“Sex” refers to the biological classification of living things according to reproductive organs and chromosomes. “Gender” refers to an individual’s self-identification as masculine, feminine, both, or neither, and is intrinsically associated with sociodemographic factors that ultimately affect health. Both sex and gender influence health across the lifespan, and SWHR strives to comprehensively address both sex and gender as they relate to women’s health. When citing research, SWHR uses terminology consistent with what is used in the study. As inclusive language practices continue to evolve in the scientific and medical communities, we will reassess our language as necessary.

References

1. Finer and Zolna. Declines in Unintended Pregnancy in the United States, 2008–2011, N Engl J Med. March 3, 2016. DOI: 10.1056/NEJMsa1506575.

2. Martin et al. National Vital Statistics Report. November 27, 2019. https://www.cdc.gov/nchs/data/nvsr/nvsr68/nvsr68_13-508.pdf

3. CDC 2018 Breastfeeding Report Card. https://www.cdc.gov/breastfeeding/data/reportcard.htm

4. Mitchell et al. Am J Obstet Gynecol. 2011 Jul. doi: 10.1016/j.ajog.2011.02.029.

5. Amir et al. Postpartum women’s use of medicines and breastfeeding practices: a systematic review. Int Breastfeed J. 2015; 10: 28. doi: 10.1186/s13006-015-0053-6.

6. Dalton et. al. Disparities in Chronic Conditions Among Women Hospitalized for Delivery in the United States, 2005–2014. Obstetrics & Gynecology: December 2017. doi: 10.1097/AOG.0000000000002357

An Official Position Statement of the Society for Women’s Health Research

POSITION

In line with our mission to ensure women’s participation in biomedical research, SWHR strongly supports appropriate inclusion of pregnant and lactating women in clinical research.

Additionally, SWHR supports the implementation of all 15 recommendations developed by the federal Task Force on Research Specific to Pregnant Women and Lactating Women (PRGLAC) aimed at improving the development of safe and effective therapies for these populations. SWHR emphasizes the following areas of importance:

  • Federal agencies conducting and regulating research should consider novel approaches and best practices to overcome challenges to the recruitment and retention of pregnant and lactating individuals in clinical research.
  • Federal guidelines should not place undue barriers around the involvement of pregnant and lactating people in research. For example, dual guardian consent should not be required for these individuals to participate  in research. In pediatric studies with potential direct benefit for the child, only one parent is required to give consent. This Department of Health and Human Services (HHS) requirement should be consistent for all agency-regulated studies that include pregnant people.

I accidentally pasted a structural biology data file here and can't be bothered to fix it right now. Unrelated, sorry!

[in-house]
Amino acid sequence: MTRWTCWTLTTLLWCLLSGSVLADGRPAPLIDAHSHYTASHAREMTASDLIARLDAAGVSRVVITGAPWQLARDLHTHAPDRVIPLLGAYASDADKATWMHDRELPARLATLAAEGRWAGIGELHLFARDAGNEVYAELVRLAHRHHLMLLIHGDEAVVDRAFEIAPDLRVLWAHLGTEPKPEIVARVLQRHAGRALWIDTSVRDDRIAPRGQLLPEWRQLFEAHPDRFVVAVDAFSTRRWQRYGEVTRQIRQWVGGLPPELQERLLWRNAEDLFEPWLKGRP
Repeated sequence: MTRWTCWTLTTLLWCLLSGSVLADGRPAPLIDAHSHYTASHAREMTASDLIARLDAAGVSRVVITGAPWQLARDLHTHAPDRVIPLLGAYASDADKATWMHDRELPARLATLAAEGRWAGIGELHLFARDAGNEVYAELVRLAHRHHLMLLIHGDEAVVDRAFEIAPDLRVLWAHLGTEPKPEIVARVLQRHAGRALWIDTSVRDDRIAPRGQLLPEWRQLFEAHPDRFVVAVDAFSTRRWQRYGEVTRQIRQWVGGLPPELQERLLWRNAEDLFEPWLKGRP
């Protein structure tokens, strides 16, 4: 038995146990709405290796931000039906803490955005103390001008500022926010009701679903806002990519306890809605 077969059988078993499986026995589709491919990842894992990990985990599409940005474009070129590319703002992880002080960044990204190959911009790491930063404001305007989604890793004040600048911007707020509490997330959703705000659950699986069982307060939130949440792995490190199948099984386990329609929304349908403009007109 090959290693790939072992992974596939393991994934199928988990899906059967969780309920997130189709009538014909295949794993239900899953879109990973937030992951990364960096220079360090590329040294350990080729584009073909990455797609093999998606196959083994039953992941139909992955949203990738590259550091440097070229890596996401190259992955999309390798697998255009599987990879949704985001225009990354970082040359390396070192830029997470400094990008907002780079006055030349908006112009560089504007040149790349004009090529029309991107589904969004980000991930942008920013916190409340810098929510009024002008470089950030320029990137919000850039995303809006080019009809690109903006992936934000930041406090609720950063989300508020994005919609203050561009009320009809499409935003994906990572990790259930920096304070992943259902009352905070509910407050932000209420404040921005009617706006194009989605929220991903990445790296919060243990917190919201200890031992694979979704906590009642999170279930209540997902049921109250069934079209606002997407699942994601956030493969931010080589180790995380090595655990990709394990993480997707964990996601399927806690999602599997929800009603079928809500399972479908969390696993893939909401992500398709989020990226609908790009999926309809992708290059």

• Federal agencies should also consider all possible study designs — in addition to the use of complementary approaches like pregnancy registries and real-world evidence sources — to determine the best approach for answering research questions of interest in regards to pregnant and lactating individuals.
  • The collection and reporting of clinical information around pregnant and lactating individuals should be made widely available to address information gaps and reduce uncertainty around clinical care decisions for these populations.
  • Research sponsors should be required to explain any exclusion of those who are pregnant or lactating in clinical trials moving forward. Additionally, incentives should be put in place to encourage drug makers to examine off-label use of medications that are already being taken by those who are pregnant or lactating.
  • The government should address industry concerns about liability around inclusion of individuals who are pregnant or lactating by implementing a system such as the Vaccine Injury Compensation program.

Background

Each year in the United States, 6 million women become pregnant,1 nearly 4 million women give birth,2 and more than 83% of women will breastfeed after delivery.3 Unfortunately, pregnant and lactating people are excluded from the majority of behavioral and biomedical research.

As a result, little data exists on how medical and behavioral interventions may affect pregnant individuals, fetuses, and breastfeeding babies. Consequently, individuals who are pregnant or breastfeeding and their health care providers do not have access to the information they need to make confident decisions about their health care.

In considering the use of medications, nearly 94% of women take at least one medicine during pregnancy.4 More than 50% of postpartum women (breastfeeding or not) will take at least one medication.5 Despite these profound statistics, there is a paucity of human data on drug and vaccine safety and efficacy in those who are pregnant or lactating. Limited animal studies of drug interactions in pregnancy are often all the information health care providers have prior to prescribing a Food and Drug Administration-approved medication for these populations.